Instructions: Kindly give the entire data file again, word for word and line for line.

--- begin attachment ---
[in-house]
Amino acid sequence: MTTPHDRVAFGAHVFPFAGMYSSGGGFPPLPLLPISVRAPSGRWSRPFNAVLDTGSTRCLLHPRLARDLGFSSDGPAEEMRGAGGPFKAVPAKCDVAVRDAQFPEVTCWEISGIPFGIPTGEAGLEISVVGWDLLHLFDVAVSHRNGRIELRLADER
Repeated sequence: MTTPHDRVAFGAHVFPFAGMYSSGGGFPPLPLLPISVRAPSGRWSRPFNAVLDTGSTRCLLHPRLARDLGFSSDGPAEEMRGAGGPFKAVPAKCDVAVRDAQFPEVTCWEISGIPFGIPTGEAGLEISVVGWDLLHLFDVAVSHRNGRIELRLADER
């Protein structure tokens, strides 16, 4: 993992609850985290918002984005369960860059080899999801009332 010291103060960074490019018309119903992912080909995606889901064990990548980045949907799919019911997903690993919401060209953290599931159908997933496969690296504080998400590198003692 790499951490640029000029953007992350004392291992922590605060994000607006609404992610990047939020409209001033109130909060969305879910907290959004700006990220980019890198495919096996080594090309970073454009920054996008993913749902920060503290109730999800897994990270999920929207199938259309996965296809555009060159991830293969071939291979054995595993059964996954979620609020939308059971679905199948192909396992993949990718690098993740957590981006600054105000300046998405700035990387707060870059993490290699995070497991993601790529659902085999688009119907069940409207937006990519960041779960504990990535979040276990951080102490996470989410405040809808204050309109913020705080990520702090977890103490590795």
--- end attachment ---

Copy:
[in-house]
Amino acid sequence: MTTPHDRVAFGAHVFPFAGMYSSGGGFPPLPLLPISVRAPSGRWSRPFNAVLDTGSTRCLLHPRLARDLGFSSDGPAEEMRGAGGPFKAVPAKCDVAVRDAQFPEVTCWEISGIPFGIPTGEAGLEISVVGWDLLHLFDVAVSHRNGRIELRLADER
Repeated sequence: MTTPHDRVAFGAHVFPFAGMYSSGGGFPPLPLLPISVRAPSGRWSRPFNAVLDTGSTRCLLHPRLARDLGFSSDGPAEEMRGAGGPFKAVPAKCDVAVRDAQFPEVTCWEISGIPFGIPTGEAGLEISVVGWDLLHLFDVAVSHRNGRIELRLADER
């Protein structure tokens, strides 16, 4: 993992609850985290918002984005369960860059080899999801009332 010291103060960074490019018309119903992912080909995606889901064990990548980045949907799919019911997903690993919401060209953290599931159908997933496969690296504080998400590198003692 790499951490640029000029953007992350004392291992922590605060994000607006609404992610990047939020409209001033109130909060969305879910907290959004700006990220980019890198495919096996080594090309970073454009920054996008993913749902920060503290109730999800897994990270999920929207199938259309996965296809555009060159991830293969071939291979054995595993059964996954979620609020939308059971679905199948192909396992993949990718690098993740957590981006600054105000300046998405700035990387707060870059993490290699995070497991993601790529659902085999688009119907069940409207937006990519960041779960504990990535979040276990951080102490996470989410405040809808204050309109913020705080990520702090977890103490590795």